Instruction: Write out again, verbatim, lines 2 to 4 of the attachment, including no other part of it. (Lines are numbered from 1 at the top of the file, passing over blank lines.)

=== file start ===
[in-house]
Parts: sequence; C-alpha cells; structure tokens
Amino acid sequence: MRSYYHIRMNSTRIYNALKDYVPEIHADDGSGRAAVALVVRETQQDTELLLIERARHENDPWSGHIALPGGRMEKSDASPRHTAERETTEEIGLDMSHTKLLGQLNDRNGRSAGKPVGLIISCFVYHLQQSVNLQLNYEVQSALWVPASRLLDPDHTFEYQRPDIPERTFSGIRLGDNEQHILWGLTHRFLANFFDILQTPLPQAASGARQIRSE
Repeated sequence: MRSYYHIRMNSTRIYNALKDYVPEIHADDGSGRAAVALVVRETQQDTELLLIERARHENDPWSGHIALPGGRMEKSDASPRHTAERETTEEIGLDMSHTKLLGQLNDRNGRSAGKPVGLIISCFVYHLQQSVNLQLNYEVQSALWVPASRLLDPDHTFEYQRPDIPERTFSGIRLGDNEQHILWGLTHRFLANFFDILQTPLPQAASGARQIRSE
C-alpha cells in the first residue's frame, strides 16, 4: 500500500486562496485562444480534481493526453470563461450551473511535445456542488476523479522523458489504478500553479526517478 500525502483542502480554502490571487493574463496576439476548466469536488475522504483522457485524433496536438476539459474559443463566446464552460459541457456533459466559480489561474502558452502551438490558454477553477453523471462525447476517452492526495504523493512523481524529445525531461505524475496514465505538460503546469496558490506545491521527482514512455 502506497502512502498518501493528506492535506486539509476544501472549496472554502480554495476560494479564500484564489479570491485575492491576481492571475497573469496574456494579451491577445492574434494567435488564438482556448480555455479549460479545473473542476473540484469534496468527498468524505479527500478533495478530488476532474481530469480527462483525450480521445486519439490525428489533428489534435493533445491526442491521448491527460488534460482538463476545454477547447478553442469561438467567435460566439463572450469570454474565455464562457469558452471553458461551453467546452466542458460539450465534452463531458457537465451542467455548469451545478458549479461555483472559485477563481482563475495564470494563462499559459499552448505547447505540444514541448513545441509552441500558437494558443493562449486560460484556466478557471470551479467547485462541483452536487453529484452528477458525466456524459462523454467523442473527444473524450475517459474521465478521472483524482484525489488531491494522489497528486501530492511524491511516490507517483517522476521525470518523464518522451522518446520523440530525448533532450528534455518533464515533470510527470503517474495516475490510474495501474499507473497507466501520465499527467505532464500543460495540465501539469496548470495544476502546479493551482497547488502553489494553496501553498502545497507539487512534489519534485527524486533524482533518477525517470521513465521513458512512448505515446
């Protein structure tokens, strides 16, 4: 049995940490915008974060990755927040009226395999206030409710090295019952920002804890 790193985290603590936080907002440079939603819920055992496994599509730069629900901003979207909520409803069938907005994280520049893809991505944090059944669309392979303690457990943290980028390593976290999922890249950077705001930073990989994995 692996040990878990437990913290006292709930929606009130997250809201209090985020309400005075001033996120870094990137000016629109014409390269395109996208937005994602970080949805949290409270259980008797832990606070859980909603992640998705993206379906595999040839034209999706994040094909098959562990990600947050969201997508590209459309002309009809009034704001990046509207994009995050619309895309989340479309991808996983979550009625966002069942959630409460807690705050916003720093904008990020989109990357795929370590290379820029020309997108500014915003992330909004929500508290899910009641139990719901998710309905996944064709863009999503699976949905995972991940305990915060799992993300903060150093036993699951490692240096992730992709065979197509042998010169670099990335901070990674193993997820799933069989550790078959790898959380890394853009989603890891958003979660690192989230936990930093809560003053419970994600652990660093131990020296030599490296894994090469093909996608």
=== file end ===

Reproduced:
Parts: sequence; C-alpha cells; structure tokens
Amino acid sequence: MRSYYHIRMNSTRIYNALKDYVPEIHADDGSGRAAVALVVRETQQDTELLLIERARHENDPWSGHIALPGGRMEKSDASPRHTAERETTEEIGLDMSHTKLLGQLNDRNGRSAGKPVGLIISCFVYHLQQSVNLQLNYEVQSALWVPASRLLDPDHTFEYQRPDIPERTFSGIRLGDNEQHILWGLTHRFLANFFDILQTPLPQAASGARQIRSE
Repeated sequence: MRSYYHIRMNSTRIYNALKDYVPEIHADDGSGRAAVALVVRETQQDTELLLIERARHENDPWSGHIALPGGRMEKSDASPRHTAERETTEEIGLDMSHTKLLGQLNDRNGRSAGKPVGLIISCFVYHLQQSVNLQLNYEVQSALWVPASRLLDPDHTFEYQRPDIPERTFSGIRLGDNEQHILWGLTHRFLANFFDILQTPLPQAASGARQIRSE